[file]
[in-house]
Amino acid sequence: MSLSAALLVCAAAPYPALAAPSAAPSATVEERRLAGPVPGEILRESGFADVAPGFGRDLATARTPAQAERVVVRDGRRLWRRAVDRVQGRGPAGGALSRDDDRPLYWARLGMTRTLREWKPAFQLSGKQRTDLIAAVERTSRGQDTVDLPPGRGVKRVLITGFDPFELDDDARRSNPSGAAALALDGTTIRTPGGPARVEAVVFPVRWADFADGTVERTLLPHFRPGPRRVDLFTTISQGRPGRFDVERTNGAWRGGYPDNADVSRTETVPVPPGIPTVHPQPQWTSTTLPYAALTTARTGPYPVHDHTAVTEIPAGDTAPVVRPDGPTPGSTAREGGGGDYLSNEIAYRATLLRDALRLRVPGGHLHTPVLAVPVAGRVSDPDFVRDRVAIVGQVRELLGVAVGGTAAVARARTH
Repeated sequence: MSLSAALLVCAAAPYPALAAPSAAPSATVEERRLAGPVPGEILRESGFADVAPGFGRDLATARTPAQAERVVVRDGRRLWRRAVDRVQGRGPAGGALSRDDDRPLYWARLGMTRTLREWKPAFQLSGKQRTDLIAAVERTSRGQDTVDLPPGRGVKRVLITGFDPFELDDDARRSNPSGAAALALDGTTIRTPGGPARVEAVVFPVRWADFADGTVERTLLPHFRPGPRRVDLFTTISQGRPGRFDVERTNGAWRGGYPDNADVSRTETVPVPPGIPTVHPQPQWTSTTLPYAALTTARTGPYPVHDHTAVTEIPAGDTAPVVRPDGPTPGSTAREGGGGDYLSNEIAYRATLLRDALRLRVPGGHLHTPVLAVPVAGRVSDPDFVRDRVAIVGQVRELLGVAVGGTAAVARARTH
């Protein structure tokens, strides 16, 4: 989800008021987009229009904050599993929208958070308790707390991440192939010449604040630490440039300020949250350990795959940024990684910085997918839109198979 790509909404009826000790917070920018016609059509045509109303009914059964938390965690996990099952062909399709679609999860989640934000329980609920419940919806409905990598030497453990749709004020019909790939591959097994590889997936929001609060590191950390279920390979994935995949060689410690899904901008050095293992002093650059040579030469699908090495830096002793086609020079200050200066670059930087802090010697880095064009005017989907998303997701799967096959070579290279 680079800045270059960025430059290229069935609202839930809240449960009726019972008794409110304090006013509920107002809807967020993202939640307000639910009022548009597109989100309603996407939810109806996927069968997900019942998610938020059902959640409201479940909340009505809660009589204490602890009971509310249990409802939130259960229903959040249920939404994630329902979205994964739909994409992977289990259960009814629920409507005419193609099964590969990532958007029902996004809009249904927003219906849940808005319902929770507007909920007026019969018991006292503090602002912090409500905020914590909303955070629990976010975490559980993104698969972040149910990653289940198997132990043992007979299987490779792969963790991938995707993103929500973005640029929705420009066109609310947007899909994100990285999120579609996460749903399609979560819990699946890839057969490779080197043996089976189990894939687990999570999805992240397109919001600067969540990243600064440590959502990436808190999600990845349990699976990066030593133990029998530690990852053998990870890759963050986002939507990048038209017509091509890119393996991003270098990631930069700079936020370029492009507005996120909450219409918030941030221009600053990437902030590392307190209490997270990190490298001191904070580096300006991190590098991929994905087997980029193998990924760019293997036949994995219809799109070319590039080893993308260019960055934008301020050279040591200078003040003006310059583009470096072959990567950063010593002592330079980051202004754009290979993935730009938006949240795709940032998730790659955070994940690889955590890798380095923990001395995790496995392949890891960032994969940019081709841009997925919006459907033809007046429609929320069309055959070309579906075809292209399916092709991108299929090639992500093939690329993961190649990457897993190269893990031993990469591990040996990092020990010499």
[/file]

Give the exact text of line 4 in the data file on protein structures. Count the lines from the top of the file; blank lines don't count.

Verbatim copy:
């Protein structure tokens, strides 16, 4: 989800008021987009229009904050599993929208958070308790707390991440192939010449604040630490440039300020949250350990795959940024990684910085997918839109198979 790509909404009826000790917070920018016609059509045509109303009914059964938390965690996990099952062909399709679609999860989640934000329980609920419940919806409905990598030497453990749709004020019909790939591959097994590889997936929001609060590191950390279920390979994935995949060689410690899904901008050095293992002093650059040579030469699908090495830096002793086609020079200050200066670059930087802090010697880095064009005017989907998303997701799967096959070579290279 680079800045270059960025430059290229069935609202839930809240449960009726019972008794409110304090006013509920107002809807967020993202939640307000639910009022548009597109989100309603996407939810109806996927069968997900019942998610938020059902959640409201479940909340009505809660009589204490602890009971509310249990409802939130259960229903959040249920939404994630329902979205994964739909994409992977289990259960009814629920409507005419193609099964590969990532958007029902996004809009249904927003219906849940808005319902929770507007909920007026019969018991006292503090602002912090409500905020914590909303955070629990976010975490559980993104698969972040149910990653289940198997132990043992007979299987490779792969963790991938995707993103929500973005640029929705420009066109609310947007899909994100990285999120579609996460749903399609979560819990699946890839057969490779080197043996089976189990894939687990999570999805992240397109919001600067969540990243600064440590959502990436808190999600990845349990699976990066030593133990029998530690990852053998990870890759963050986002939507990048038209017509091509890119393996991003270098990631930069700079936020370029492009507005996120909450219409918030941030221009600053990437902030590392307190209490997270990190490298001191904070580096300006991190590098991929994905087997980029193998990924760019293997036949994995219809799109070319590039080893993308260019960055934008301020050279040591200078003040003006310059583009470096072959990567950063010593002592330079980051202004754009290979993935730009938006949240795709940032998730790659955070994940690889955590890798380095923990001395995790496995392949890891960032994969940019081709841009997925919006459907033809007046429609929320069309055959070309579906075809292209399916092709991108299929090639992500093939690329993961190649990457897993190269893990031993990469591990040996990092020990010499």